Here's a chance for students to turn detective and apply their mathematical knowledge to solve some murder mysteries. Each of the 16 activities is intended to be a consolidation exercise covering topics such as arithmetic, algebra, shapes and simple graphs and charts. For teachersApart from the obvious use as homework activities, the activities can play a great role in generating mathematical discussion too. Students often work well in pairs on this sort of activity as they are able to discuss their methods and combine forces when coordinating several features of a problem. Some of the tasks require a reasonable level of logical thinking and students need to understand mathematical terms such as product, factor, prime etc. The benefits to the students will be greatly improved if their knowledge of such mathematical language has been reinforced before attempting these murder mysteries. Success through this type of activity can increase student's confidence and make them eager to progress. Some of the tasks included here reflect wider topics met in the primary school curriculum and there is an element of general knowledge evident. Further investigative work could be generated from these, for example, in Water - can you find a river whose length would fit between the Severn and the Thames ? In Romans - can you find an emperor who reigned for less than 10 years ? For parentsThese murder mysteries use mathematical skills learnt at school but will both reinforce knowledge and stretch students who crave a challenge. It is important to check that students have covered and understand the topic before using them. The exercises are intended to be entertaining, as children love using their mathematical skills to find out whodunnit. Contents1.Mixed Arithmetic 12.Mixed Arithmetic 23.Number and Algebra 14.Number and Algebra 25.Number and Angle Mix6.Money7.Coordinates8.Shape9.Charts10.Family11.Sports 12.Music13.Europe14.The Romans15.Water16.Missing Pieces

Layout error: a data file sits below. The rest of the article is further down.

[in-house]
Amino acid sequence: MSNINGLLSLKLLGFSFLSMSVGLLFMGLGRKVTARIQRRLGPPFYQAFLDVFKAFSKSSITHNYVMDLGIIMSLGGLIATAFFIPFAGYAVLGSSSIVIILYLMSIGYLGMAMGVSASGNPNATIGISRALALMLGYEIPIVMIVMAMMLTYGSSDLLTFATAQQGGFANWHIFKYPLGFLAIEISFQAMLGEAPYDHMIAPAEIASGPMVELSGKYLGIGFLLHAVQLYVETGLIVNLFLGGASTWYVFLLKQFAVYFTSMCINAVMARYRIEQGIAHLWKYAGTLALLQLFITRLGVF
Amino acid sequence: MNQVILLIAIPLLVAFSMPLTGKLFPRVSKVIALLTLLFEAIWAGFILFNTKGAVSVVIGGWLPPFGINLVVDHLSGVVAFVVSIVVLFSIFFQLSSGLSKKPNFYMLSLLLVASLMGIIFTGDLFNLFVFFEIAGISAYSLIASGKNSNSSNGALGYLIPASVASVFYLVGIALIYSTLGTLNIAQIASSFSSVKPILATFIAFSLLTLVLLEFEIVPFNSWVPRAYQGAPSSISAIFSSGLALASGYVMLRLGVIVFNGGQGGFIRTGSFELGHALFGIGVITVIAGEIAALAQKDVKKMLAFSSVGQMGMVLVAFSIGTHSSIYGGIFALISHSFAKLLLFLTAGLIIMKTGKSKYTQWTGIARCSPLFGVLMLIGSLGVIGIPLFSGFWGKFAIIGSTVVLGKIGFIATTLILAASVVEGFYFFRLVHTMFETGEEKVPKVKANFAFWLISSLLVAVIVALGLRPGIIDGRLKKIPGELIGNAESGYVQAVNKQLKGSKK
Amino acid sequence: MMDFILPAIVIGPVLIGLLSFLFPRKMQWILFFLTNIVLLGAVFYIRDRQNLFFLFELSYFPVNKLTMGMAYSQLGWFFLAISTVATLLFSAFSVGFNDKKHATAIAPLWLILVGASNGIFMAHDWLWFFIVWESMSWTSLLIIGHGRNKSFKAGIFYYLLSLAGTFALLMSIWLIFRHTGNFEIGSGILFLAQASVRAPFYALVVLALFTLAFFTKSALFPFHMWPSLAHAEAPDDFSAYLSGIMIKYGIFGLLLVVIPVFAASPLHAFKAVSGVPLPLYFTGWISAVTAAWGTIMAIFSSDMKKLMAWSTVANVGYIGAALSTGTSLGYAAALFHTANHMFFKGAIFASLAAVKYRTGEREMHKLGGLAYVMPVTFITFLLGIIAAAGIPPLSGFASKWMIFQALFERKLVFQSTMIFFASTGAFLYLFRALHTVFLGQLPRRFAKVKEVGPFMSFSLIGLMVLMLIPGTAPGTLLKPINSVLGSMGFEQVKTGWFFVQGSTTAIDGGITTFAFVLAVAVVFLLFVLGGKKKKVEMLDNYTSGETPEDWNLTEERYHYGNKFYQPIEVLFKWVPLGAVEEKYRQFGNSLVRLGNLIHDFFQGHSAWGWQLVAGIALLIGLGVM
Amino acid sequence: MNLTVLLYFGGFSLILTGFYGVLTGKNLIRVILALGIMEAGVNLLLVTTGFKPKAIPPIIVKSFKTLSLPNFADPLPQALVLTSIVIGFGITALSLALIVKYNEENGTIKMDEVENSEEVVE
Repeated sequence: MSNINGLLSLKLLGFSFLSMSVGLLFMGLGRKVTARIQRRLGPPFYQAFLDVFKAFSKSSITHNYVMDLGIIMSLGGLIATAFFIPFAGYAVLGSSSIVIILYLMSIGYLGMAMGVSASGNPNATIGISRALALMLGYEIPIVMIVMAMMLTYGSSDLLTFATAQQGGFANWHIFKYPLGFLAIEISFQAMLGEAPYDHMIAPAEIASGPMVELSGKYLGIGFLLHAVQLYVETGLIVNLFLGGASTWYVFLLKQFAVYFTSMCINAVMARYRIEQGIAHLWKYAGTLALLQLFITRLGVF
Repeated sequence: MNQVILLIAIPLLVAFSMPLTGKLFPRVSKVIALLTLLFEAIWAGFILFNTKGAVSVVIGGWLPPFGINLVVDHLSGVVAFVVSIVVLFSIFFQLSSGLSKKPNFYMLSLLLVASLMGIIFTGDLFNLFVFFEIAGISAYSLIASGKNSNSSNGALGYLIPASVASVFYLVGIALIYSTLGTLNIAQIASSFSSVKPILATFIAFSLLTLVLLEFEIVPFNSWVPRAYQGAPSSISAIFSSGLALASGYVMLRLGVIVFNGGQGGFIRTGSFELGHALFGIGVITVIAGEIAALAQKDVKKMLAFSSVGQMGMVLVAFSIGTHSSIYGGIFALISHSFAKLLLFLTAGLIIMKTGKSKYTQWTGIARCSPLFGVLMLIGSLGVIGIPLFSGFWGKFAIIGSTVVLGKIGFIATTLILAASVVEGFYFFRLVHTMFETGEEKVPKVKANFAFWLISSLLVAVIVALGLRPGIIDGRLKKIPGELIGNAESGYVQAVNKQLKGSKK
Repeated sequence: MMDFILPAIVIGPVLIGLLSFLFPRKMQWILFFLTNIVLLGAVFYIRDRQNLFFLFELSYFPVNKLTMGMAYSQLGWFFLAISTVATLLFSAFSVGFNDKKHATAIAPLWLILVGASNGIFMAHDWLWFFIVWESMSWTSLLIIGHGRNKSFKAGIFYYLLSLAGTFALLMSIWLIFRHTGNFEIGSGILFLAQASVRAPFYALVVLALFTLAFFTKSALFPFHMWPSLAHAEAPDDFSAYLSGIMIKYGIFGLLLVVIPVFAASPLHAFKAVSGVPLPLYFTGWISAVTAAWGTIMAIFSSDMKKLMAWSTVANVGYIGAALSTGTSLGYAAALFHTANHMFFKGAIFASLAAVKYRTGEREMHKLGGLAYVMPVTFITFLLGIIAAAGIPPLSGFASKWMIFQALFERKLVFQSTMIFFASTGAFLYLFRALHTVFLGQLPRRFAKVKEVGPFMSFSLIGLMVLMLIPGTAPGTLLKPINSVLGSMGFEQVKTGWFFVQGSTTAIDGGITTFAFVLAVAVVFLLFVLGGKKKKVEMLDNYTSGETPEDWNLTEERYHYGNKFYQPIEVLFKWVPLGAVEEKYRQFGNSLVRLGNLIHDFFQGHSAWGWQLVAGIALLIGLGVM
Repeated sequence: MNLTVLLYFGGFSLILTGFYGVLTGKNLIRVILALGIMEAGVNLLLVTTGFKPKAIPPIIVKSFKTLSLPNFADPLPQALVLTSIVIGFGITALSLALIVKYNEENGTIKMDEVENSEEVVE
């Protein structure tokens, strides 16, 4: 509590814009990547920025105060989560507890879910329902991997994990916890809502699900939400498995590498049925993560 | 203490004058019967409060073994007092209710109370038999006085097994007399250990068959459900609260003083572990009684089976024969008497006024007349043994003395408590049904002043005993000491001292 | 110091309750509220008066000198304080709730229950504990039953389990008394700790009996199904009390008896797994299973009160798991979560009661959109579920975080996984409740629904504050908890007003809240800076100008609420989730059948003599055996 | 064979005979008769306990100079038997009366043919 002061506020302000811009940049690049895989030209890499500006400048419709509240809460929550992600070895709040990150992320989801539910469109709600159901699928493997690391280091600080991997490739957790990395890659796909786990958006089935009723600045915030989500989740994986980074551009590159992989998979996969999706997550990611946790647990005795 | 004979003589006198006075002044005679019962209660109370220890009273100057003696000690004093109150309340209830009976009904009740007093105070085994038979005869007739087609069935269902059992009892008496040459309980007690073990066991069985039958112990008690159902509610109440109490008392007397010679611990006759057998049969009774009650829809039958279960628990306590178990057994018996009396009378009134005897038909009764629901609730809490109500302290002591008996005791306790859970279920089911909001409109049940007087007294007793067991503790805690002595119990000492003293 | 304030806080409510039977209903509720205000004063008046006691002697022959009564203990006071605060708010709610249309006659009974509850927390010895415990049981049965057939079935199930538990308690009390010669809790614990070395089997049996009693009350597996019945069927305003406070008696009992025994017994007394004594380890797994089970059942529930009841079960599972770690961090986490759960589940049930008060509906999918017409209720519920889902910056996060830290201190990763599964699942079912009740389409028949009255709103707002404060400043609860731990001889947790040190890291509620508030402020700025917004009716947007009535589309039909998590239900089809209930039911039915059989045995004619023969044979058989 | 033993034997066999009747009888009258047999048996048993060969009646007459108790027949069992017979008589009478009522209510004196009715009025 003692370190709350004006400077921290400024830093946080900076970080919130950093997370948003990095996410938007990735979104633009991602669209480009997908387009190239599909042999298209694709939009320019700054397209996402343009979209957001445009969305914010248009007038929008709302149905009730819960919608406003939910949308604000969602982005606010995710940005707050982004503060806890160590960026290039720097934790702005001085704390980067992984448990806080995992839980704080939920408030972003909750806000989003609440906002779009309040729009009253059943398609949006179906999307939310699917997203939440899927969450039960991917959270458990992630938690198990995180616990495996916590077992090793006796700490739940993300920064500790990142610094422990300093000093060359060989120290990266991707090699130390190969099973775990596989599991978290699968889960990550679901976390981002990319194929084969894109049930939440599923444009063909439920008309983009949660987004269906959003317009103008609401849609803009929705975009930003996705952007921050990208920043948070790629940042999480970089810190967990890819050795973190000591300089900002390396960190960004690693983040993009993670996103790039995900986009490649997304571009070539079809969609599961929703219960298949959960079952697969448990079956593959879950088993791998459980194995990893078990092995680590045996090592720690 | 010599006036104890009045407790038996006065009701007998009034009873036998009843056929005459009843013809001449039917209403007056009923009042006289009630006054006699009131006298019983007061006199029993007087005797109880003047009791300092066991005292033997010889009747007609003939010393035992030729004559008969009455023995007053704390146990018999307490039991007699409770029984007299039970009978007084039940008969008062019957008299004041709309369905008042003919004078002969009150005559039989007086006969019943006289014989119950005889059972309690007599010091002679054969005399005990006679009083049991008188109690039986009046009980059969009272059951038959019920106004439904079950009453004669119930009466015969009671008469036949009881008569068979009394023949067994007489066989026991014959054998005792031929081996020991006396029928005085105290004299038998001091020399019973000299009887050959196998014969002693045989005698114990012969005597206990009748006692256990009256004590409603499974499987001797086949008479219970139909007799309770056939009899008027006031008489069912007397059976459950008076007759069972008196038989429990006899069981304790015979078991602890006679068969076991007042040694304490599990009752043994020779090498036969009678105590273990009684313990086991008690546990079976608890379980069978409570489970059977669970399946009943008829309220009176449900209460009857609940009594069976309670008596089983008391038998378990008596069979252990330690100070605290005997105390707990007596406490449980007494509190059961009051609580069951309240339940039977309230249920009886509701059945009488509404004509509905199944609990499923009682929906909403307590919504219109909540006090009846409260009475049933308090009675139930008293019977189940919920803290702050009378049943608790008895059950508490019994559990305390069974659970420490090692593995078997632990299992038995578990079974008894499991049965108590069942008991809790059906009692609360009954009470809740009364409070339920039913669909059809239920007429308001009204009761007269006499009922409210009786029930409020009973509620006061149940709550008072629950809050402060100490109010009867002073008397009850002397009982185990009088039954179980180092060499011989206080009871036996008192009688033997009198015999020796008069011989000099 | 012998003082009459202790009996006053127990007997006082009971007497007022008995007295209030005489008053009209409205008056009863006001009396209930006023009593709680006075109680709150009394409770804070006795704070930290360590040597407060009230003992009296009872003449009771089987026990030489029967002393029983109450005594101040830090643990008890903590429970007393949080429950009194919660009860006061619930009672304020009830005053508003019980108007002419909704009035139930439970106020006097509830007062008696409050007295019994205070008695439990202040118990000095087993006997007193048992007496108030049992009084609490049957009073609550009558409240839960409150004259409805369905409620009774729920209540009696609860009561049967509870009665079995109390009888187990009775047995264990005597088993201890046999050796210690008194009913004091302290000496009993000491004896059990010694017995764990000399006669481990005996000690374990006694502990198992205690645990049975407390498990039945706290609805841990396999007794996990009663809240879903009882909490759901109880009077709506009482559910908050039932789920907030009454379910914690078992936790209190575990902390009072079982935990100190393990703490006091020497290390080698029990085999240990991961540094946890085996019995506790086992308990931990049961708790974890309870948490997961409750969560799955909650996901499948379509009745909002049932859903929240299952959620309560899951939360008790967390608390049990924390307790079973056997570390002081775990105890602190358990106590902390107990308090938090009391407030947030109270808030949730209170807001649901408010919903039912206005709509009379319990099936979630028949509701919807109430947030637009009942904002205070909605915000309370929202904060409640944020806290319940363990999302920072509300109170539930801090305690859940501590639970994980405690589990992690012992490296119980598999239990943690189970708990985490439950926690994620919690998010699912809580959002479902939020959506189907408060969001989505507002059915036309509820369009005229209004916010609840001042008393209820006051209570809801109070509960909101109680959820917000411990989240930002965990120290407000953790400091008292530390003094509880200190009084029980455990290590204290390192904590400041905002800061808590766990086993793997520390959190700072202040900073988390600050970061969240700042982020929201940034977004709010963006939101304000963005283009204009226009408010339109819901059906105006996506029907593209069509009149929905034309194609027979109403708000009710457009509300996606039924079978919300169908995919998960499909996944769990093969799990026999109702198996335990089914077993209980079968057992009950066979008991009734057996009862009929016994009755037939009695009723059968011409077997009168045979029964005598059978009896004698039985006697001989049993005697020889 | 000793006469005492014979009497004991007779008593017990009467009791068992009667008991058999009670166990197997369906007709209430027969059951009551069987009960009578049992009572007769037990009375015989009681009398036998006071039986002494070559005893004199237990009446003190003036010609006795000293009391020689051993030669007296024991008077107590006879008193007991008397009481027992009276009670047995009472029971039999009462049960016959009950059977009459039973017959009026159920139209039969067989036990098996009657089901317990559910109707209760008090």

We all like to think we can solve a murder given the right clues. Here's a chance to use mathematics skills to identify whodunit for ages 12-14. The students are given the data or a diagram to solve a problem - which of four characters is a murderer. To find out, the student must solve all or most of the questions on the sheet to identify wrong answers as well as correct ones. Problems are staged, so there is an element of suspense for the individual...and racing between students to solve the mystery. The topics covered in this book are all included in the year 7 & 8 schemes of work in mathematics. The tasks have been used successfully with older pupils too as a reminder of topics covered previously. They would also be suitable for younger pupils who have met the appropriate language and content. They are likely to take about 40 minutes but this will depend on the ability of the class to coordinate the different aspects of each task. For ages 13-15 see the sister titles More Mini Mathematical Murder Mysteries. The book is for both teachers and parents. TEACHERSThis is a set of consolidation resources rather than a teaching tool. They have worked well with a variety of classes, often putting the students in pairs to enable them to talk about the methods they're using while they solve the murder. The author has found that their cooperative skills have improved as has their ability to plan and delegate in a bid to win. PARENTSMuch more fun than having endless mathematics exercises to trawl through! Children will engage with the mathematics here presented in an entertaining way. Ideal for use in review or other consolidation exercises. They are also great fun for after school clubs such as mathematics clubs, seeking to run short activities. Mathematics days or mathematics weeks will be greatly enhanced by their inclusion.
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